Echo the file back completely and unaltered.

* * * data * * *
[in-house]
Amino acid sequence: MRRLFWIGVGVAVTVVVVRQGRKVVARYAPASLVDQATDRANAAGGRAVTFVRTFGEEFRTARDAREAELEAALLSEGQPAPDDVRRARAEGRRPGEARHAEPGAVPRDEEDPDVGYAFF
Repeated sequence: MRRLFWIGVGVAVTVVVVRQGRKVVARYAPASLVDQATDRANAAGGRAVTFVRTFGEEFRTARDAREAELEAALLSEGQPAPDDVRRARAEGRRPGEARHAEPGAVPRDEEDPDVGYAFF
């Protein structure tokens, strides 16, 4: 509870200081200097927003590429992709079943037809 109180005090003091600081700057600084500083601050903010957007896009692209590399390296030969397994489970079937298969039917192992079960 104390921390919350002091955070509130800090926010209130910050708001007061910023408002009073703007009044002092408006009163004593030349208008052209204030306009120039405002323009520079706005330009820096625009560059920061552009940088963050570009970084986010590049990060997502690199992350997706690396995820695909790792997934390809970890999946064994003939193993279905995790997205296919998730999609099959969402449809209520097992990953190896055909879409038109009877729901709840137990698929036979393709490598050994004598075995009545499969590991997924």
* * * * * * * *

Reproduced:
[in-house]
Amino acid sequence: MRRLFWIGVGVAVTVVVVRQGRKVVARYAPASLVDQATDRANAAGGRAVTFVRTFGEEFRTARDAREAELEAALLSEGQPAPDDVRRARAEGRRPGEARHAEPGAVPRDEEDPDVGYAFF
Repeated sequence: MRRLFWIGVGVAVTVVVVRQGRKVVARYAPASLVDQATDRANAAGGRAVTFVRTFGEEFRTARDAREAELEAALLSEGQPAPDDVRRARAEGRRPGEARHAEPGAVPRDEEDPDVGYAFF
């Protein structure tokens, strides 16, 4: 509870200081200097927003590429992709079943037809 109180005090003091600081700057600084500083601050903010957007896009692209590399390296030969397994489970079937298969039917192992079960 104390921390919350002091955070509130800090926010209130910050708001007061910023408002009073703007009044002092408006009163004593030349208008052209204030306009120039405002323009520079706005330009820096625009560059920061552009940088963050570009970084986010590049990060997502690199992350997706690396995820695909790792997934390809970890999946064994003939193993279905995790997205296919998730999609099959969402449809209520097992990953190896055909879409038109009877729901709840137990698929036979393709490598050994004598075995009545499969590991997924």